First, you're getting your kid up at 6 am to hit the weights. This is fine for a grown adult, but the kid needs his rest and needs to grow. 10 is the age for learning technique. He's still figuring out his body (and will be for the next 6 or 7 years). He's not sure how to control those limbs, keep them in tight and practiced motions. This is what he needs to be working on as a kid...if he even needs to be practicing as intense a sport as wrestling at all.

Kid's burn out. I could see it in his face, he wasn't enjoying your regimented workout, your constant critique of his form, your pushing him to the edge. He's going to resent the sport, it's going to become a job to him before he ever has the chance to blossom. And worse...he's probably going to resent you.

The way I see it, we each get about 10, maybe 12, years to play the more intense sports (unless we go pro, but at that point it's a job, it's a livelihood). Any more than that 10 years and our bodies start to break down, our intensity starts to wane. I've seen too many great junior high athletes never make it that next step because they just don't love the sport anymore. Don't do that to your kid. Let him play, let him wrestle, let him have fun and be a kid. Don't push him yet. He'll learn the value of hard work in due time. He has years of growing to do and plenty of time to pack on muscle. Just let your kid...well...be a kid.

At least...that's my opinion. Dad at the Gym, I just don't want to see you run your kid away from the sport you love and a sport I love, too. Let him be a kid for now, and maybe someday you can be proud of YOUR SON'S state championship.

01 May 2007

A Compromise?

On this, the 4th anniversary of our victory in Iraq , our Congress of the people of these United States sent down from the Hill a bill of emergency funding for the war.

Now...am I the only one who thinks this is really fucking strange? They just wrote and passed a bill to fund a war that ended four years ago. What the hell are they smoking....ummm, what the hell are we all smoking?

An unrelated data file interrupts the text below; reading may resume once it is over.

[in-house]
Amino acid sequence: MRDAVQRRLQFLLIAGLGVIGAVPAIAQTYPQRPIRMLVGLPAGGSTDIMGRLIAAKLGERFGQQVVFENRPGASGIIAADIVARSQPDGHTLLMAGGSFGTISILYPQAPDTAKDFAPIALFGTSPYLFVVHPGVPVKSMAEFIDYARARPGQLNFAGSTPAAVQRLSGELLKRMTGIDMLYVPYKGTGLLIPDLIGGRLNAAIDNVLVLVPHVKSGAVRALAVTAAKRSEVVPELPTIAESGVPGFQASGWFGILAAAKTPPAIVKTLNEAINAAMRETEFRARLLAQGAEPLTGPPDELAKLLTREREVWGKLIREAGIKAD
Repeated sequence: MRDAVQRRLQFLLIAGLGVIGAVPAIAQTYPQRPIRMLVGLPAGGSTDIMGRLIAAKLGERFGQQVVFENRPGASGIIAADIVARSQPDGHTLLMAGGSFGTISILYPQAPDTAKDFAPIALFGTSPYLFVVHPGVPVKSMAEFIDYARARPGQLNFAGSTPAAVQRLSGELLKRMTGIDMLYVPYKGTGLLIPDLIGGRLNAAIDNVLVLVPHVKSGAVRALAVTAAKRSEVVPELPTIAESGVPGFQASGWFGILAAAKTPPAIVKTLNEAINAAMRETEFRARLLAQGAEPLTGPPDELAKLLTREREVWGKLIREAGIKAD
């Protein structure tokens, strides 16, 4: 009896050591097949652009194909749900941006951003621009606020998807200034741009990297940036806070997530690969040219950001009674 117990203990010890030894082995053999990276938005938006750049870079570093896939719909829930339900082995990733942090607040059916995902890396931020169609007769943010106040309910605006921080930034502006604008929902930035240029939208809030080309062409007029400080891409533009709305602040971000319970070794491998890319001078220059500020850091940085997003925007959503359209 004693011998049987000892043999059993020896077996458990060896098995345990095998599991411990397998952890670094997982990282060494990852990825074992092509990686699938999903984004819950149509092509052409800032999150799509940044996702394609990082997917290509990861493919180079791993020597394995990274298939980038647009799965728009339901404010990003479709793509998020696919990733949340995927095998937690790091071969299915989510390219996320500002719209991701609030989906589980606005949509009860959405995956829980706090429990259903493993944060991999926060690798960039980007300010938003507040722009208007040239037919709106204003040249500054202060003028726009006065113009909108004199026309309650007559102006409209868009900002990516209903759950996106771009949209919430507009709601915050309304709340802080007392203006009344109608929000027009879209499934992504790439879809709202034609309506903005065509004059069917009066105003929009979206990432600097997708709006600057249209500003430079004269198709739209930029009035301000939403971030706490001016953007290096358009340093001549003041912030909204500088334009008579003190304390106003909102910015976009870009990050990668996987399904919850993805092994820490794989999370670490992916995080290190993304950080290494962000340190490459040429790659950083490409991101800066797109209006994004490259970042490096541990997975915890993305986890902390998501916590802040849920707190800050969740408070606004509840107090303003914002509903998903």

Ok, we all know the game that's being played. Congress passes a bill to authorize emergency funding and attaches to that bill the stipulation that we begin a redeployment (an odd term to me) of our troops in Iraq. Shrub gets the bill and, as promised, immediately vetoes it this evening. It's political pageantry. It's making a statement. It's a little stronger vote of no confidence in the administration than that which was issued a few months back. Now we go back to the drawing board and come up with something in the middle...but honestly, what does that look like?

Bush has offered up a solution. We set up (once again) benchmarks that the Iraqi government must meet in order to maintain an American presence. Now, this seems somewhere between defeatist and ridiculous to me. Benchmarks will obviously not be set up outside of the reach of what the Iraqi government is immediately capable. They will be meaningless...pointless, just another example of feigned progress. I see this move as essentially admitting we're going to be there for a very long time and probably see very little progress.

For a very interesting and quite sobering perspective on this whole debaucle you've got to have a listen to this piece from the CBC's "As It Happens" April 30, 2007, show. It's an interview with Michael Bell, former Chairman of the International Reconstruction Fund for Iraq. This is quite honestly the most realistic and honest prediction I have heard to date.